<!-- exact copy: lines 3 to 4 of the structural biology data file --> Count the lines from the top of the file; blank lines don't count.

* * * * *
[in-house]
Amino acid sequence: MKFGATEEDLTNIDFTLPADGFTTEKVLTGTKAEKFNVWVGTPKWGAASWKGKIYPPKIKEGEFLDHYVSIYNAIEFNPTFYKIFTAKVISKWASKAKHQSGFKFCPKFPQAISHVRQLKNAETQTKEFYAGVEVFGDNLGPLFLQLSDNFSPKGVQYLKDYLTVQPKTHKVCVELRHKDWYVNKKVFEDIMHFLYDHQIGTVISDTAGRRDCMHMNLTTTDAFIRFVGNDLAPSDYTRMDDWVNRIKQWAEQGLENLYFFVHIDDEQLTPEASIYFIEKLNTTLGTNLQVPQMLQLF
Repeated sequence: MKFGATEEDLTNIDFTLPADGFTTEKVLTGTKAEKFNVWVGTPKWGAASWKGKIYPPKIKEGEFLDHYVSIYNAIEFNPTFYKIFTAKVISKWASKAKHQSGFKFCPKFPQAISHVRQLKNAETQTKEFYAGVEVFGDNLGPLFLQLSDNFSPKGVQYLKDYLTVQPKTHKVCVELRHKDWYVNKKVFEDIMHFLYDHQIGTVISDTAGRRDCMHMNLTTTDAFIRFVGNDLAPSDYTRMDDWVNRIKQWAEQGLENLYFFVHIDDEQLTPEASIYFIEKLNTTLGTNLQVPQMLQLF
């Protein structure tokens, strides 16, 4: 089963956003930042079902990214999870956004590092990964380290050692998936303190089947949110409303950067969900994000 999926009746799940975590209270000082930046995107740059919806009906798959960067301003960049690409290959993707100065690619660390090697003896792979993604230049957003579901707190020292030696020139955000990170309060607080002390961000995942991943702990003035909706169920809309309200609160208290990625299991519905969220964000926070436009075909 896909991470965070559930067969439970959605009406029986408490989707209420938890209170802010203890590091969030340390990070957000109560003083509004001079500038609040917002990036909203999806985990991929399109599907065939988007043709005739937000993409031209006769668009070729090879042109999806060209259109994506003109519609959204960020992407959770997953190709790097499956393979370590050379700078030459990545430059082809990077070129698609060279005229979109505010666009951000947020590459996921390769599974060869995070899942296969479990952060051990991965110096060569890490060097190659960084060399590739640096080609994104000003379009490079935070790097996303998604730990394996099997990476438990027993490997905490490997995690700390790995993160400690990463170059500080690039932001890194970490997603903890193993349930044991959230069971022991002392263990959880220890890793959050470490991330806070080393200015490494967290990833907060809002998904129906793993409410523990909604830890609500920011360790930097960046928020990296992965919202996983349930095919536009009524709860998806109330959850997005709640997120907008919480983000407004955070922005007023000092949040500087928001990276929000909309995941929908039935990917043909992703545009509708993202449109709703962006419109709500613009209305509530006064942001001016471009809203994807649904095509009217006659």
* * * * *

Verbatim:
Repeated sequence: MKFGATEEDLTNIDFTLPADGFTTEKVLTGTKAEKFNVWVGTPKWGAASWKGKIYPPKIKEGEFLDHYVSIYNAIEFNPTFYKIFTAKVISKWASKAKHQSGFKFCPKFPQAISHVRQLKNAETQTKEFYAGVEVFGDNLGPLFLQLSDNFSPKGVQYLKDYLTVQPKTHKVCVELRHKDWYVNKKVFEDIMHFLYDHQIGTVISDTAGRRDCMHMNLTTTDAFIRFVGNDLAPSDYTRMDDWVNRIKQWAEQGLENLYFFVHIDDEQLTPEASIYFIEKLNTTLGTNLQVPQMLQLF
């Protein structure tokens, strides 16, 4: 089963956003930042079902990214999870956004590092990964380290050692998936303190089947949110409303950067969900994000 999926009746799940975590209270000082930046995107740059919806009906798959960067301003960049690409290959993707100065690619660390090697003896792979993604230049957003579901707190020292030696020139955000990170309060607080002390961000995942991943702990003035909706169920809309309200609160208290990625299991519905969220964000926070436009075909 896909991470965070559930067969439970959605009406029986408490989707209420938890209170802010203890590091969030340390990070957000109560003083509004001079500038609040917002990036909203999806985990991929399109599907065939988007043709005739937000993409031209006769668009070729090879042109999806060209259109994506003109519609959204960020992407959770997953190709790097499956393979370590050379700078030459990545430059082809990077070129698609060279005229979109505010666009951000947020590459996921390769599974060869995070899942296969479990952060051990991965110096060569890490060097190659960084060399590739640096080609994104000003379009490079935070790097996303998604730990394996099997990476438990027993490997905490490997995690700390790995993160400690990463170059500080690039932001890194970490997603903890193993349930044991959230069971022991002392263990959880220890890793959050470490991330806070080393200015490494967290990833907060809002998904129906793993409410523990909604830890609500920011360790930097960046928020990296992965919202996983349930095919536009009524709860998806109330959850997005709640997120907008919480983000407004955070922005007023000092949040500087928001990276929000909309995941929908039935990917043909992703545009509708993202449109709703962006419109709500613009209305509530006064942001001016471009809203994807649904095509009217006659």